The thing about how to price freelance services is that it is so complicated. How do you price your own time, effort and expertise? How do we price fairly so as not to devalue ourselves or over-charge our clients?

I honestly think that I don’t have the “right” answer to this question, but what I can share with you today is how I do it for my own freelancing services.

The Basics of Pricing

One of the most common questions is, “What should I consider in pricing my freelancing gig?” The answer to this depends on the (1) services you provide, (2) the market or customers that you want to attract, and (3) your target duration for the engagement or for how long you will do it.

As a freelancer, you can consider two approaches: B2C and the B2B approach. The B2C approach is the business to consumer approach where you offer your services to individuals. The other approach is the business to business or B2B approach where you offer your services to businesses and large corporations (sometimes called “enterprise” services / offerings).

These two approaches matter, because of the costs per conversion (for this specific article, a conversion is a client that avails your services) will certainly be different for each approach.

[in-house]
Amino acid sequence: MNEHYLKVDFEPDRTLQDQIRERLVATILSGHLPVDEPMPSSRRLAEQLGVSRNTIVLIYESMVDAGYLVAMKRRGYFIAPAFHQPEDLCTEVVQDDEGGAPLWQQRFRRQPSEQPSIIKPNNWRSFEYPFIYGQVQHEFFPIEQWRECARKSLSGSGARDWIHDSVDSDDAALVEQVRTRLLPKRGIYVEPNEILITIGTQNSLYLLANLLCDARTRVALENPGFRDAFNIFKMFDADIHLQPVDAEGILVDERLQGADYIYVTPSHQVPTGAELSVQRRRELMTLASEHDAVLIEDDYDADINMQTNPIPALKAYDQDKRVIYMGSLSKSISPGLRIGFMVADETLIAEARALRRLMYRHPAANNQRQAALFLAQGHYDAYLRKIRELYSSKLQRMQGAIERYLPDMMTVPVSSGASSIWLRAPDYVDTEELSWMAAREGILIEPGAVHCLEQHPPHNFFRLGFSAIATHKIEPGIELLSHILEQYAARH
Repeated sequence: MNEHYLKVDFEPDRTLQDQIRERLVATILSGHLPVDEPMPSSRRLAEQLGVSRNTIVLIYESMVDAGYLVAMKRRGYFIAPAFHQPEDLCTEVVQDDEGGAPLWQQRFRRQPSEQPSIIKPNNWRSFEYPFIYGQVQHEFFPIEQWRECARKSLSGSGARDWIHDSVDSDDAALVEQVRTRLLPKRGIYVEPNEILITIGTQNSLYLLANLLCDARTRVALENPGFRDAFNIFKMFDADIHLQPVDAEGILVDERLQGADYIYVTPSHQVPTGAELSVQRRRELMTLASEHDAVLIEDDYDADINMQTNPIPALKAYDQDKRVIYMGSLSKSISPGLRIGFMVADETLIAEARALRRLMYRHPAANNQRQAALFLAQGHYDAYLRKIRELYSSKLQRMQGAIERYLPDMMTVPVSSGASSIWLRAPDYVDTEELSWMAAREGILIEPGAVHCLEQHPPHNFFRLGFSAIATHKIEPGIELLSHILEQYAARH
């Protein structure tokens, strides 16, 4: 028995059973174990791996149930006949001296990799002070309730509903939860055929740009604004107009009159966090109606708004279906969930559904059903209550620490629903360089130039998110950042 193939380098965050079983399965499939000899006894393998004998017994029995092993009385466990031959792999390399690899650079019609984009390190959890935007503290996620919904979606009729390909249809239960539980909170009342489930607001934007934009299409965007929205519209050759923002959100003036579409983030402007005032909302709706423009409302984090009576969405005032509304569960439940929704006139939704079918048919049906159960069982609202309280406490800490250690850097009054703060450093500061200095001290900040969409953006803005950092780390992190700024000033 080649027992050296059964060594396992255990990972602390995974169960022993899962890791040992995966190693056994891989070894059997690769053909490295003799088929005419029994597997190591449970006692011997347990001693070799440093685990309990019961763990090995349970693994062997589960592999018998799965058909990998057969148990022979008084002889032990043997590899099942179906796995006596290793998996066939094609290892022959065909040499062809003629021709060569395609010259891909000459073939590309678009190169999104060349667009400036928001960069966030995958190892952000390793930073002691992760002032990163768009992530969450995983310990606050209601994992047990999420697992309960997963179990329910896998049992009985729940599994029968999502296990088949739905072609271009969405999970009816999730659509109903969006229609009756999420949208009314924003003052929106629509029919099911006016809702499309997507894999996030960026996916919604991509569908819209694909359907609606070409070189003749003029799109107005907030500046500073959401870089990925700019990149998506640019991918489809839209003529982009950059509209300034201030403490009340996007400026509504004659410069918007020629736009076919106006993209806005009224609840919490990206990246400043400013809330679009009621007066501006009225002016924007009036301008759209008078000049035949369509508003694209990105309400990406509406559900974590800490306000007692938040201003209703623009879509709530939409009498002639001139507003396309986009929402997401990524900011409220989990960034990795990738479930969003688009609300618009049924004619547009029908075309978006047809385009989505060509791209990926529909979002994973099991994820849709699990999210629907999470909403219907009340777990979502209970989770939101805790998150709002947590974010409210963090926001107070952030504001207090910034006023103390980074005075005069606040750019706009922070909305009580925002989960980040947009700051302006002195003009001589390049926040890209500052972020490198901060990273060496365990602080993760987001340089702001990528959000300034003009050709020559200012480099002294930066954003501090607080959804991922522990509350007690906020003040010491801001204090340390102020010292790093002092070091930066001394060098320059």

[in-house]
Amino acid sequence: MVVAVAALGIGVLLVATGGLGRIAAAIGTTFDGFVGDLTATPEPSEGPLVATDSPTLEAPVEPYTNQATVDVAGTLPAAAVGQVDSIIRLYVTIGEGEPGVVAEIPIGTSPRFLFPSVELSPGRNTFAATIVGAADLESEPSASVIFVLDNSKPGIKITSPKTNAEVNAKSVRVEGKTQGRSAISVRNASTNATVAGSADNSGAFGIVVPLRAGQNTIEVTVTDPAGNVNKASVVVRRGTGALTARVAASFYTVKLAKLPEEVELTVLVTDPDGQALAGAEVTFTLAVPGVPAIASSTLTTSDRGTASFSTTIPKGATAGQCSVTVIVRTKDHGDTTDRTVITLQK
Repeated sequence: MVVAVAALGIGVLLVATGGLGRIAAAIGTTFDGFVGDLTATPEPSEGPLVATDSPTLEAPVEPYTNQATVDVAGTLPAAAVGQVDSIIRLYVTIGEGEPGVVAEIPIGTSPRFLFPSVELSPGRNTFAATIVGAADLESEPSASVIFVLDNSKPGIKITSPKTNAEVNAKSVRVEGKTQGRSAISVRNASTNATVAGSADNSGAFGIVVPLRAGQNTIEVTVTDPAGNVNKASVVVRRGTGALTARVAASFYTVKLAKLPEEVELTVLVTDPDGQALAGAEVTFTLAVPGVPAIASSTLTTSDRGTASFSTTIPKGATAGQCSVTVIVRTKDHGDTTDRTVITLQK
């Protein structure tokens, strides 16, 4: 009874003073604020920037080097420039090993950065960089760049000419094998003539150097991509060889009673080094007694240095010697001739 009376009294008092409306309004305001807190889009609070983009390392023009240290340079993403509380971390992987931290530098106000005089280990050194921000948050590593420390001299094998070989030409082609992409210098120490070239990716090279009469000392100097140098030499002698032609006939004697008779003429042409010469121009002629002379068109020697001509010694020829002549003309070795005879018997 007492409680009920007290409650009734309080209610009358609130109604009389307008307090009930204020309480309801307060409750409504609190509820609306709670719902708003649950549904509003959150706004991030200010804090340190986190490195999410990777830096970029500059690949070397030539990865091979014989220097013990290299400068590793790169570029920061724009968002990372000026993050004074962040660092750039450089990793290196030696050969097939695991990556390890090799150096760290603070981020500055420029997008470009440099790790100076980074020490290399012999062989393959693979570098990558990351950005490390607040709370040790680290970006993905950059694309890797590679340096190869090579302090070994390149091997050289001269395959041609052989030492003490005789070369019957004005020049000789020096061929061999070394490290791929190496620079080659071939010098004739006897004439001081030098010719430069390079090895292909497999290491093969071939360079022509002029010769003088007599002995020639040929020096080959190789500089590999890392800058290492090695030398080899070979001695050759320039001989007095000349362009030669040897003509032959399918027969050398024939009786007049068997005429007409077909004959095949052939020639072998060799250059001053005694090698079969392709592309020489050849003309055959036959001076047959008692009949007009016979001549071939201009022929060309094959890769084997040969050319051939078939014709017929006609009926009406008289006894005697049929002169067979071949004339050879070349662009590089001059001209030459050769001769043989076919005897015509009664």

4 Things to Consider on How to Price Freelance Services

#1 Check on what method you’d like to use after identifying your customer or the market that you want to tap.

There are two kinds of pricing methods that you can use:

One is the cost-plus pricing.

In this process, you will first try to figure out the basic or the total cost of your service while considering your time and the amount or weight of work. Then, after having a total cost price, you may now add a certain percentage which will serve as your profit.

I personally look at the total variable costs and top up a percentage on the total variable costs. Then, I come up with a floor price and a ceiling price for reference.

Most of the tools that we use as freelancers are online, Software-as-a-Service products. I usually use my PayPal account to pay for these services. This allows me to conveniently track my online expenses. This helps me collate all of my costs easily.

If you don’t have a PayPal account yet, you can click on this link to sign up: http://bit.ly/GA_O_PayPalSignUp

Usually, for the B2B approach, you can use a more value-based pricing strategy.  This means that you need to look at the value that you can give to the customer, and then without forgetting your costs, come up with a price that you feel best “quantifies” the value that you can give.

No matter what strategy you use, what matters most is that you give justice to whatever the client is paying for you to do.

Consider your monthly budget and try to figure out how many hours you will have to work to achieve that budget. By doing this, you can avoid overpricing.

 

#2 Check on the current Market Price for services like yours.

Surf the net and research on the price of your competitor’s services.